Eleventh Sunday in Ordinary Time
Today, we invite you to explore disability, healing, and cure in the Jesus narratives with the help of scholar Kathy Black; engage Catholic Social Teaching, Dignity of the Human Person, disability theology, and “the Christian cure agenda;” and embody disability liberation with the help of “Meditation on the Body of God” by Bekah Anderson, MDiv., activist Imani Barbarin, and The Disability Theology Discussion Group.
Eleventh Sunday in Ordinary Time
The Israelites came to the desert of Sinai and pitched camp.
While Israel was encamped there in front of the mountain,
Moses went up to YHWH,
and the Most High called him from the mountain, saying,
“Say this to the house of Leah and Rachel and Jacob,
declare this to the daughters and sons of Israel,
‘You yourselves have seen what I did with the Egyptians,
how I carried you on eagles’ wings and brought you to myself.
From this you know that now,
if you obey my voice and hold fast to my Covenant,
you will be my very own,
dearer to me than all other people,
though all the earth is mine.
I will count you a priestly people, a consecrated nation.’
Those are the words you are to speak
to the daughters and sons of Israel.”
Response: We are God’s people and the sheep of God’s pasture.
Make a joyful noise to God, / all the lands!
Serve God with gladness! / Come into God’s presence with singing!
R: We are God’s people and the sheep of God’s pasture.
Know that Our God is good!
The Most High made us, and we belong to this Creator;
We are God’s people / and the sheep of God’s pasture.
R: We are God’s people and the sheep of God’s pasture.
For Our God is good; / God’s steadfast love endures forever,
And God’s faithfulness to all generations.
R: We are God’s people and the sheep of God’s pasture.
At the appointed time, when we were still powerless,
Christ died for us godless people.
It is not easy to die even for a good person
— though of course for someone really worthy,
there might be someone prepared to die —
but the proof of God’s love is that Christ died for us
even while we were still sinners.
Now that we have been justified by Christ’s blood,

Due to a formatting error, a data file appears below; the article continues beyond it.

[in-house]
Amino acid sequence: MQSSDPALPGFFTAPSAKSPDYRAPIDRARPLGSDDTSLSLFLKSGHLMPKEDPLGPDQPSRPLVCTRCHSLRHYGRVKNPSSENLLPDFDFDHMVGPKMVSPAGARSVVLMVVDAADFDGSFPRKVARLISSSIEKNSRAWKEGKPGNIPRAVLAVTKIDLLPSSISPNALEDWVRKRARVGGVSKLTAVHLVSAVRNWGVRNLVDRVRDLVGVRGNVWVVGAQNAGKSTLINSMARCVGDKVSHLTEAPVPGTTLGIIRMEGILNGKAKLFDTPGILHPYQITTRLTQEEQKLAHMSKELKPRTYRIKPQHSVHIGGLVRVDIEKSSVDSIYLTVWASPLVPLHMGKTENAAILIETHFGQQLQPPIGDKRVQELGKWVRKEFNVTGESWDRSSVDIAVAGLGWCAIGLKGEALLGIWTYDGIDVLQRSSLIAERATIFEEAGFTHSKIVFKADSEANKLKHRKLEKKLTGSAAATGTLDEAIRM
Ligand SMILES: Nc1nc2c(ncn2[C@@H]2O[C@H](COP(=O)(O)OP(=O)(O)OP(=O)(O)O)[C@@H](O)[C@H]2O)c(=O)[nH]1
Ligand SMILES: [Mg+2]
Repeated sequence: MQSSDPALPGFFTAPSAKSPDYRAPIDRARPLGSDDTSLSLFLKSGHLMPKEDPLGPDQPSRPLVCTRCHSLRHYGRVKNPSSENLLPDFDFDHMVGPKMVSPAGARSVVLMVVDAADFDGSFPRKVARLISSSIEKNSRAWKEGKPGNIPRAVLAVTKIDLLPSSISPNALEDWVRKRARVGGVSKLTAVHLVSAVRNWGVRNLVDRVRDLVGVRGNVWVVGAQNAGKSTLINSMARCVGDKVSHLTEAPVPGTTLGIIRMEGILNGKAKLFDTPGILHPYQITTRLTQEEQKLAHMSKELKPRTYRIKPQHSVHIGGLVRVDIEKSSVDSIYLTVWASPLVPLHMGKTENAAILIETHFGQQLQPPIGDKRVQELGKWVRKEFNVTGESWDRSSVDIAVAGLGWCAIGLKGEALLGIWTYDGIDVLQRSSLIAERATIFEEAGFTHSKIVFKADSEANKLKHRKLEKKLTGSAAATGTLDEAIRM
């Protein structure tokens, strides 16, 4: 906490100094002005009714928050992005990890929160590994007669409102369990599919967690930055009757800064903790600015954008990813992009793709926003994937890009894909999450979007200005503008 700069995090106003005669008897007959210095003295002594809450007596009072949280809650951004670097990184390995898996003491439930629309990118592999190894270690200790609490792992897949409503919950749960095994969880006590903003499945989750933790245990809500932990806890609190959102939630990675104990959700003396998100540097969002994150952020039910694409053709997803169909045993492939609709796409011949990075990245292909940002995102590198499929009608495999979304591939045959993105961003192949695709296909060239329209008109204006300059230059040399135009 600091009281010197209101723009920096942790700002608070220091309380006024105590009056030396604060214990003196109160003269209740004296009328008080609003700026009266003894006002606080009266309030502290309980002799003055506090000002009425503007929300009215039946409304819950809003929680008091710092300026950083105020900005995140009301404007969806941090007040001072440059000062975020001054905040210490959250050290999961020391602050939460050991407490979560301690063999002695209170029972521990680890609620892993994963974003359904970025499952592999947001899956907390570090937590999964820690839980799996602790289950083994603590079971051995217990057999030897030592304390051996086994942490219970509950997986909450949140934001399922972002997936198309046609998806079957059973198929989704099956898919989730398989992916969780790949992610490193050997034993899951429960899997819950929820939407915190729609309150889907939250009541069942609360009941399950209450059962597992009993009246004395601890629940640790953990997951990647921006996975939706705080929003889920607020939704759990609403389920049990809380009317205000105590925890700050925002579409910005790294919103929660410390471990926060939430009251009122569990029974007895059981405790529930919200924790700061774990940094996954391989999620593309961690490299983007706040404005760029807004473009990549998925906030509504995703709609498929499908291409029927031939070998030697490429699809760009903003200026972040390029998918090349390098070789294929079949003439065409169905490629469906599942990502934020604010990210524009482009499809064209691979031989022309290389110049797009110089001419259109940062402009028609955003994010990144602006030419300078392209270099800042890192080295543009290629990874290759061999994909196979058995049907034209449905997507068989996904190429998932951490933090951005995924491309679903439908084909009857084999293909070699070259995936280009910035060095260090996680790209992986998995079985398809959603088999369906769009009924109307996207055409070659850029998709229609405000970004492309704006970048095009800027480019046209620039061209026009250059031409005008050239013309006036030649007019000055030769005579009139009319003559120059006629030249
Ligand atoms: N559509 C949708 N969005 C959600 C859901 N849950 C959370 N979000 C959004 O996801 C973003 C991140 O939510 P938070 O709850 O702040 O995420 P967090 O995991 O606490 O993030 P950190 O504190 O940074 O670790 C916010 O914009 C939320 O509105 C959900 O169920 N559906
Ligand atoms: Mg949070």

it is all the more certain that we will be saved by Christ from God’s wrath.
For if we were reconciled to God by Christ’s death while we were God’s enemies,
how much more certain that we who have been reconciled will be saved by Christ’s life!
Not only that, we go so far as to make God our boast
through our Savior Jesus Christ,
through whom we have now received reconciliation.
Editor’s Note: Several healing miracles of Jesus are recounted in the Gospel of Matthew immediately before this passage assigned for the 11th Sunday in Ordinary Time (A). One of these miracles – that of the woman with the hemorrhage (Matthew 9:20-22) – is assigned to the Monday of the 14th Week in Ordinary Time, meaning most Catholics won’t hear it. Our commentator has expanded her reflection below on the readings to include this miracle.
At the sight of the crowds,
Jesus’ heart was moved with pity
because they were distressed and dejected,
like sheep without a shepherd.
Jesus said to the disciples,
“The harvest is bountiful but the laborers are few.
Beg the overseer of the harvest
to send laborers out to gather the harvest.”
Jesus summoned the Twelve,
and gave them authority to expel unclean spirits
and to heal sickness and diseases of all kinds.
These are the names of the twelve apostles:
the first were Simon, nicknamed Peter — that is, “Rock” —
and his brother Andrew;
then James, begot of Zebedee, and his brother John;
Philip and Bartholomew; Thomas; Matthew, the tax collector;
James, begot of Alphaeus; Thaddeus; Simon the Zealot;
and Judas Iscariot, who betrayed Jesus.
These twelve Jesus sent out after giving them the following instructions:
“Do not visit Gentile regions, and do not enter a Samaritan town.
Go instead to the lost sheep of the house of Israel.
As you go, make this proclamation:
‘The reign of heaven has drawn near.’
“Heal those who are sick, raise the dead,
cure leprosy, expel demons.
You received freely — now freely give.”
The Inclusive Lectionary © 2022 FutureChurch. All rights reserved.
The inclusive language psalms:
Leach, Maureen, O.S.F. and Schreck, Nancy, O.S.F., Psalms Anew: A Non-sexist Edition
(Dubuque, IA: The Sisters of St. Francis, 1984).
Used with permission.
Addressing “Cure agenda”